Nicola Walker has returned to the court room as lawyer Hannah Stern in this BBC drama. According to The Guardian, the season two opener was "a tasty, racy treat" that viewers will "want to binge". It's been billed as the UK version of The Good Wife, and that leads to opportunities for some "interesting casting" with Donna Air the latest to appear in the new series. While it may not quite be at the stage of the US-based Julianna Margulies-led political drama - The Arts Desk claim the show "wanted to be The Good Wife but ended up as Doctors" - The Guardian say the whole series "slips down so easily" like "like a chilled glass of Chablis". Case closed.
Unlike The Split, you wouldn't usually find Endeavour being described as a "racy treat", but the seventh series certainly got off to a steamy start with Morse, played by Shaun Evans, wasting no time getting himself acquainted with a female character. The Daily Telegraph said the start of the detective drama's latest series seemed to have "gone all James Bond" as Morse wooed a "sultry beauty" during a night at the opera. But normal service was later resumed and the Daily Mail provided some high praise indeed, describing the show as "easily the best period crime drama on telly" and if that wasn't enough, insisting the programme was at its "confident peak" with the season seven opener.
The eighth and final series of the US spy thriller returned to Channel 4 in February, and despite a risk of there being too much of a good thing - the show turns nine later this year - the i Paper says the programme "remains compelling viewing". While Claire Danes - who plays CIA agent Carrie Mathison - used to share the Homeland limelight with Damian Lewis, since his exit the Independent says all the programme's "life" comes from her performance and "every time she’s out of shot you crave her return". The Daily Telegraph is hopeful the first ep will lead to "a return to form" for the show, and the Daily Mail says the programme will be missed when it ends, claiming there has "never been a psychological spy drama like it".
Another series which looks set to go out on a high is BBC comedy This Country. The programme kicked off its final season with an emotional opening episode as creators and main stars, Daisy May and Charlie Cooper, paid tribute to their late friend and co-star Michael Sleggs, who passed away last year aged 33. The episode concluded with a round of applause for Sleggs - who played Michael "Slugs" Slugette - and the Daily Telegraph praised the tribute as "non-mawkish but really rather lovely". The mockumentary series looks to have saved some of its best praise until last, as The Guardian says the show "remains hilarious, potent and exquisite right to the end", and awards This Country one of its highest compliments, describing the programme as "The Office at its best". Kerry and Kurtan will be missed.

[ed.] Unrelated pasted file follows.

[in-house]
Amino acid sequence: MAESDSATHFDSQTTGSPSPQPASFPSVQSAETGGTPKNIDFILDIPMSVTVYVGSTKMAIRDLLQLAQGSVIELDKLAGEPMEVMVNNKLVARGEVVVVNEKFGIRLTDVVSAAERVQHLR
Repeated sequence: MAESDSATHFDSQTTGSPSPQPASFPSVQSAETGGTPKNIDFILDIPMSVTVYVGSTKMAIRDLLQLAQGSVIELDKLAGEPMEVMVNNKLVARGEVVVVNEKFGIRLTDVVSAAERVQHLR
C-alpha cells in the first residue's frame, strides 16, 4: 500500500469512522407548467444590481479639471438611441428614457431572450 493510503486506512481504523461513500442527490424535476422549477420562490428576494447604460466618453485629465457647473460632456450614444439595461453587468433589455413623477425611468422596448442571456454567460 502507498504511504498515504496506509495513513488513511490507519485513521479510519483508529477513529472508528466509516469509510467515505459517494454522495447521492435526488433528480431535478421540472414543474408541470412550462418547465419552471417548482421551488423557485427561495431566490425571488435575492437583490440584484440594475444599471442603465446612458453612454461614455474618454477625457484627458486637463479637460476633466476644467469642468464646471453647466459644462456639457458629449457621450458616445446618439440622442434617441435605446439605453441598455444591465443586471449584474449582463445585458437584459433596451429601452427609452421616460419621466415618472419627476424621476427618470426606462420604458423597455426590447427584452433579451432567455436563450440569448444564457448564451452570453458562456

Flesh and Blood
This brand-new ITV drama series plays out over four consecutive nights, so if it has taken you by surprise then it can be your next binge watch. Despite the hard-hitting nature of the plot - we find out there is a dead body in the first knockings of the opening episode, but we don't know whose it is - Radio Times say the thriller, which is played out in part like a documentary, is "mischievous, suspenseful and unexpectedly funny". Imelda Staunton leads the cast as nosy neighbour Mary, and The Times say the actress is the "big sell" in the star-studded line-up, which also features Russell Tovey and Francesca Annis. Set on the picturesque Sussex coast, the first episode will hook you with a "good story, well told", according to The Guardian, who insist that feat in itself is "rare enough". And they conclude that the "envy, turmoil and resentment"-filled drama is a "perfect recipe" to gorge on.